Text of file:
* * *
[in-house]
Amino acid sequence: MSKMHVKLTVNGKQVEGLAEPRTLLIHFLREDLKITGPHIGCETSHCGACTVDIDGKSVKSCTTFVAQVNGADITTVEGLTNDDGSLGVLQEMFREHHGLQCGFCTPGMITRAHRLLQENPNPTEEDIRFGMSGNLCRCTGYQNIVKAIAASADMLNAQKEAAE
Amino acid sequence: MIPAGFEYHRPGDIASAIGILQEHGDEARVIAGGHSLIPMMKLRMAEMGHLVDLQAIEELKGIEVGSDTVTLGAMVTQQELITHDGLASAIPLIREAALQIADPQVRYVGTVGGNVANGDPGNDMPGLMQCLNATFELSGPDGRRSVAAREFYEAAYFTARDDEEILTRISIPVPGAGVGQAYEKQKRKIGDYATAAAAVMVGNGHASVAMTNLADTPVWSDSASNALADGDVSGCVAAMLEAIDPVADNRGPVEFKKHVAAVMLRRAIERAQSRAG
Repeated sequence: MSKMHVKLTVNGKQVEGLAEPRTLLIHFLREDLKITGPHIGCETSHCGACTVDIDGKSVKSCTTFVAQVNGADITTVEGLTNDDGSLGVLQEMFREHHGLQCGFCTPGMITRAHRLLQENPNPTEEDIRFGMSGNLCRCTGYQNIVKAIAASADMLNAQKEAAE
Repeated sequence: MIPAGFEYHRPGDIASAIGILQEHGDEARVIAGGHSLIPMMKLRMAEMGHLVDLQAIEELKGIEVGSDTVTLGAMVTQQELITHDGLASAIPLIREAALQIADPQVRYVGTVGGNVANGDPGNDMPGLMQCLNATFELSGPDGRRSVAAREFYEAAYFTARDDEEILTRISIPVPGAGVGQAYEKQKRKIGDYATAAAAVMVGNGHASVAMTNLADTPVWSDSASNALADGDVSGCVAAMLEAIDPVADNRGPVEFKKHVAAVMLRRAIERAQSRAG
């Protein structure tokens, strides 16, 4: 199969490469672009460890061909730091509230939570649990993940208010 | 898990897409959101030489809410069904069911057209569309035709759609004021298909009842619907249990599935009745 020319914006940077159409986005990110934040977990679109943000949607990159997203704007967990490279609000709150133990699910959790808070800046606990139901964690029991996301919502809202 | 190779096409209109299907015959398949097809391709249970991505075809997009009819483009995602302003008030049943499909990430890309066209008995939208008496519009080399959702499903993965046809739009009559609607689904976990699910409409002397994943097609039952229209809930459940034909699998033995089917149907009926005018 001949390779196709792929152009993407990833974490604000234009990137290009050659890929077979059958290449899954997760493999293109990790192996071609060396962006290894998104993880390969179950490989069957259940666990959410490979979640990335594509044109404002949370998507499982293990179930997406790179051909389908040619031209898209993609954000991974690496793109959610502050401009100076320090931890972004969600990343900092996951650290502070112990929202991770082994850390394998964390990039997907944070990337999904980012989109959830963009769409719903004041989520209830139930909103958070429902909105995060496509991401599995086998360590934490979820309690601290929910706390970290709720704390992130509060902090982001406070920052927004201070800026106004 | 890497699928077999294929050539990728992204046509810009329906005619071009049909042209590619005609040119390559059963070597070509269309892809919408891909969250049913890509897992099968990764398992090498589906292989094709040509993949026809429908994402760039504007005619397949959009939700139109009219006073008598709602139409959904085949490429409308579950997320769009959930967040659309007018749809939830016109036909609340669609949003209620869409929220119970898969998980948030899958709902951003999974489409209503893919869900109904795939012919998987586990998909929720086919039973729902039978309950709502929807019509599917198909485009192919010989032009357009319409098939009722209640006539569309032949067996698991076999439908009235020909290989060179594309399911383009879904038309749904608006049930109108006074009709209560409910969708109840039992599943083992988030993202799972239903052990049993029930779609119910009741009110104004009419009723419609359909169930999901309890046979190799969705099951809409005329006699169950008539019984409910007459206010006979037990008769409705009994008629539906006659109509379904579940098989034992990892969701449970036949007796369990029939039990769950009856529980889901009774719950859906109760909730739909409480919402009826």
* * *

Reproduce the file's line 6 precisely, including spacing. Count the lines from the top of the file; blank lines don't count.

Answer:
């Protein structure tokens, strides 16, 4: 199969490469672009460890061909730091509230939570649990993940208010 | 898990897409959101030489809410069904069911057209569309035709759609004021298909009842619907249990599935009745 020319914006940077159409986005990110934040977990679109943000949607990159997203704007967990490279609000709150133990699910959790808070800046606990139901964690029991996301919502809202 | 190779096409209109299907015959398949097809391709249970991505075809997009009819483009995602302003008030049943499909990430890309066209008995939208008496519009080399959702499903993965046809739009009559609607689904976990699910409409002397994943097609039952229209809930459940034909699998033995089917149907009926005018 001949390779196709792929152009993407990833974490604000234009990137290009050659890929077979059958290449899954997760493999293109990790192996071609060396962006290894998104993880390969179950490989069957259940666990959410490979979640990335594509044109404002949370998507499982293990179930997406790179051909389908040619031209898209993609954000991974690496793109959610502050401009100076320090931890972004969600990343900092996951650290502070112990929202991770082994850390394998964390990039997907944070990337999904980012989109959830963009769409719903004041989520209830139930909103958070429902909105995060496509991401599995086998360590934490979820309690601290929910706390970290709720704390992130509060902090982001406070920052927004201070800026106004 | 890497699928077999294929050539990728992204046509810009329906005619071009049909042209590619005609040119390559059963070597070509269309892809919408891909969250049913890509897992099968990764398992090498589906292989094709040509993949026809429908994402760039504007005619397949959009939700139109009219006073008598709602139409959904085949490429409308579950997320769009959930967040659309007018749809939830016109036909609340669609949003209620869409929220119970898969998980948030899958709902951003999974489409209503893919869900109904795939012919998987586990998909929720086919039973729902039978309950709502929807019509599917198909485009192919010989032009357009319409098939009722209640006539569309032949067996698991076999439908009235020909290989060179594309399911383009879904038309749904608006049930109108006074009709209560409910969708109840039992599943083992988030993202799972239903052990049993029930779609119910009741009110104004009419009723419609359909169930999901309890046979190799969705099951809409005329006699169950008539019984409910007459206010006979037990008769409705009994008629539906006659109509379904579940098989034992990892969701449970036949007796369990029939039990769950009856529980889901009774719950859906109760909730739909409480919402009826």